I’ve been working my way through Star Trek: The Next Generation on Netflix streaming and I’m in the last half of the last season. I thought I had seen most episodes of the show, but I think there’ve been more I haven’t seen. Regardless, it’s been a great ride and has reawakened my inner Trekkie. After this, I’m thinking of starting Deep Space 9, because I’ve seen maybe three episodes of that one.
Yesterday I watched an episode that I had seen before, but didn’t remember that well. It was called “Lower Decks,” and I’ll let the IMDB synopsis tell you about it:
A mission of the Enterprise as seen through some junior officers who are up for promotions, as questions of duty and honor arise among some of them, such as a Bajoran whom Worf has designated to be promoted to operations.
Because I’ve been watching the series in order, I remembered the Bajoran from the previous episode she was on, “The First Duty,” where she (along with Wesley Crusher) covered up an accident they were involved in. There’s more, but it’s not important. You’ll get to that when you watch through the series yourself.
It ended up being one of my favorite episodes in the whole series. Seeing the ship from the viewpoint of people who weren’t the same characters we’ve seen every week was very interesting. The secondary characters circled around a storyline that sort of happened in the background with the main characters, until the end when the storylines sort of became the same.
I’ve said before how much I love the idea of space travel. I love the idea of an Enterprise wandering around at warp speed, checking things out and getting into crazy adventures. I do not, however, love the idea of actually being on the Enterprise. Aside from the whole “submarine in space” thing, it just seems like living in the place you work is a bad idea. The Enterprise-D has a little over 1,000 people on it, which is fewer than the amount of people at the school where I work. So you see the same people during your 8-hour shift, and then you see those same people in your 16 hours of off-time (minus sleeptime). There’s pretty much just the one hangout place, and Guinan’s there most of the time, so there’s always the danger of her butting in and making you learn some sort of life lesson.
Aside from having to figure out how to keep coming up with small talk in a place where the weather never changes, there’s also the lack of privacy. Anytime the senior officers want to know where you are, they ask the computer and the computer tells them. “Ensign MadMup is hiding behind some crates in Cargo Bay 4. He is playing Angry Birds 4000 on his spacephone.” The kids on the Enterprise can’t play hide-and-seek because the computer ruins everything.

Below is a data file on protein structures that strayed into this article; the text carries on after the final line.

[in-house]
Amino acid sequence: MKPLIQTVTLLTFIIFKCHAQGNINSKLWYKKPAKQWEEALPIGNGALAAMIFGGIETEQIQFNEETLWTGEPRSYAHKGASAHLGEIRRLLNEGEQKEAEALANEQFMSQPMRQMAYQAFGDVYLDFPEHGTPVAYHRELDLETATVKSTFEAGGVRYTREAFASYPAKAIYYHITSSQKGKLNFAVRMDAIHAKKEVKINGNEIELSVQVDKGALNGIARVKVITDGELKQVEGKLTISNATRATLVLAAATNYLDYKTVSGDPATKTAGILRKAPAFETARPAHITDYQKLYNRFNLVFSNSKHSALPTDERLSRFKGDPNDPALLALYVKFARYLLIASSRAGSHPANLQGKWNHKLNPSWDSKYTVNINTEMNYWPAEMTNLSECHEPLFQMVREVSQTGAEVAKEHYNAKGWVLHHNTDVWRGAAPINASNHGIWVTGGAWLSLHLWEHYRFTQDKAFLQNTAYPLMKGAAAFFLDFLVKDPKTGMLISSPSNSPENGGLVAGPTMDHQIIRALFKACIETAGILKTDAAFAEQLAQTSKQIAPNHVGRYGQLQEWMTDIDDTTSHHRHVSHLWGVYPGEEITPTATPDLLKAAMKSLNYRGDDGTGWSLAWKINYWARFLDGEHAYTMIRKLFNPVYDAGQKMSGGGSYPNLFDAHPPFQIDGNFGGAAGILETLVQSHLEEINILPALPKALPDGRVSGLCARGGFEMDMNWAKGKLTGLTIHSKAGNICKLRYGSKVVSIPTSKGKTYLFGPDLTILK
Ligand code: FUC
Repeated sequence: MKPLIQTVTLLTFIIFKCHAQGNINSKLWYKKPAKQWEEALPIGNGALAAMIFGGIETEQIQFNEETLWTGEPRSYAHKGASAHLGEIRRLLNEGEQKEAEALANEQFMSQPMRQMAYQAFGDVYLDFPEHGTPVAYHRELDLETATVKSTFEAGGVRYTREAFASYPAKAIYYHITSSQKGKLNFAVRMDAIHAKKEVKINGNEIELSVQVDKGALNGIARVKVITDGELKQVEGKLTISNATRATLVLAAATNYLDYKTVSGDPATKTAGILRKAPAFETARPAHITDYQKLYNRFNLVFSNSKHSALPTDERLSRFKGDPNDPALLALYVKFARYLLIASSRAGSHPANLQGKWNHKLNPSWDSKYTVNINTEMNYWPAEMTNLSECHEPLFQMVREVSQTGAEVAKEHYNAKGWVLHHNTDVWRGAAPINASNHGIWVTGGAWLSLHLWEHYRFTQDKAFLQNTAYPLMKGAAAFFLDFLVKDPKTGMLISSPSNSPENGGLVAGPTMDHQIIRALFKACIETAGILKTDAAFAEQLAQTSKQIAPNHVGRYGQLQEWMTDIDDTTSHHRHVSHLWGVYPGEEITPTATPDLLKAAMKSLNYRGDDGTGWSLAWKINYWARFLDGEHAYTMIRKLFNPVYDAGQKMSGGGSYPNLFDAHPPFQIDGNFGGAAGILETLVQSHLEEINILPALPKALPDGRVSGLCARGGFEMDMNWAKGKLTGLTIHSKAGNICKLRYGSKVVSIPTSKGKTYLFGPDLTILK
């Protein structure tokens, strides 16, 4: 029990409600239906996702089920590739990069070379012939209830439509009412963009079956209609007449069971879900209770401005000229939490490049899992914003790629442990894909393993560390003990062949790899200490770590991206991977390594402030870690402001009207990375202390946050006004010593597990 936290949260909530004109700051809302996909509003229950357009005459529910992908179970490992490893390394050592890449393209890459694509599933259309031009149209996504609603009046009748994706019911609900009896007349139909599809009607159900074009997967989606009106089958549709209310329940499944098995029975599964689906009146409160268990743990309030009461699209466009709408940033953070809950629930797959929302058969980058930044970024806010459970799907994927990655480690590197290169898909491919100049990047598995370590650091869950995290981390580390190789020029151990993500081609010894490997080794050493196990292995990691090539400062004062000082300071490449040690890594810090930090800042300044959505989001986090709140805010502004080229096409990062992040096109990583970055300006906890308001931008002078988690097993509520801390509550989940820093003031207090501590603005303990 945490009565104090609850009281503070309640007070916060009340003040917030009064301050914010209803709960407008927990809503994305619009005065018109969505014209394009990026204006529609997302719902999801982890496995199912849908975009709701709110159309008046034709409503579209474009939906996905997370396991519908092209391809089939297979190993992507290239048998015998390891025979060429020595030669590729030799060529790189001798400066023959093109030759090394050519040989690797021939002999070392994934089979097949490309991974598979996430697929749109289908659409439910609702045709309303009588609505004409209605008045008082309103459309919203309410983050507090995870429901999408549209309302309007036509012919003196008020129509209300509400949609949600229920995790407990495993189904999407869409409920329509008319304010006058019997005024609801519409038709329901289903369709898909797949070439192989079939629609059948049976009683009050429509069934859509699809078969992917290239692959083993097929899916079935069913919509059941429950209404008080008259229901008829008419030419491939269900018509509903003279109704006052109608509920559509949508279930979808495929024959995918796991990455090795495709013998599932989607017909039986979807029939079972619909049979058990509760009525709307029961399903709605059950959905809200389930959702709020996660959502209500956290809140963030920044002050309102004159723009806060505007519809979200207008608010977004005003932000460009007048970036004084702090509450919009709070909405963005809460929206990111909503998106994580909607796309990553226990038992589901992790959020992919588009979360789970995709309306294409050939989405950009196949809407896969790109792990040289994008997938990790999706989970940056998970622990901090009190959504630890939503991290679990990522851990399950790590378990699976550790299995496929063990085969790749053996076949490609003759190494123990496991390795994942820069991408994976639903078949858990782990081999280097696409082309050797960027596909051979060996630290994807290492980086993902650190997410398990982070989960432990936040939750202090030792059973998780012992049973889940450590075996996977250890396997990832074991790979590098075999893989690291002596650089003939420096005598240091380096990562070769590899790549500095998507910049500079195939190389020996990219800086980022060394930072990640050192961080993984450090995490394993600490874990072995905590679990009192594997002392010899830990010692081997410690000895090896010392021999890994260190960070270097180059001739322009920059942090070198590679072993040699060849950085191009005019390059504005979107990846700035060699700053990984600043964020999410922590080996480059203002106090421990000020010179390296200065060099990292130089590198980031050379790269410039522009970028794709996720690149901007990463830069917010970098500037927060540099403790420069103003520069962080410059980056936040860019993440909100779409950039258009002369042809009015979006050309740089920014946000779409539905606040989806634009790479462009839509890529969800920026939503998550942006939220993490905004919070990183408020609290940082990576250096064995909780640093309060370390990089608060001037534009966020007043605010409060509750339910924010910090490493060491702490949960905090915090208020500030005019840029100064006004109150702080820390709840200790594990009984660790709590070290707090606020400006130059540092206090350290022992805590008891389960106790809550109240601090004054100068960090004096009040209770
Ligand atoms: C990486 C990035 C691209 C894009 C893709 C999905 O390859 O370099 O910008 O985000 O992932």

Speaking of kids, what kind of psychotic parent brings their kids on a spaceship whose job it is to seek out new and unexplained phenomena?? “Well, the Crystalline Entity was pretty scary, but I’m sure there’s nothing worse than that. Now, what’s this ‘Borg’ thing you were talking about?” I don’t know what the Starfleet approximation of Child Services is, but any parent that wants to take their kids on a starship should probably be assumed to be an unfit parent.
How often did the non-major characters even know what was going on, anyway? The ship’s being torn in half, but I never noticed anyone getting on the intercom and saying, “Hey, we’ve run into some slight quantum turbulence, so buckle in and put your tray tables up.” It really seems like a horrific experience all around. Sure there’s replicators and holodecks, but Barclay can’t even run a simple holodeck program with the senior officers as inferior-to-him beings without being found out, so what chance does your “I am Superman mixed with Spider-Man on a planet of chocolate” program have of not being used by everybody?
I’m completely in favor of space exploration. When I’m appointed President, I’ll make sure NASA gets a nice budget (and I will share my ideas with them). I just don’t want to be the guy out there in actual space. Vulcans are totally cool, but I can wait til they come here for a visit.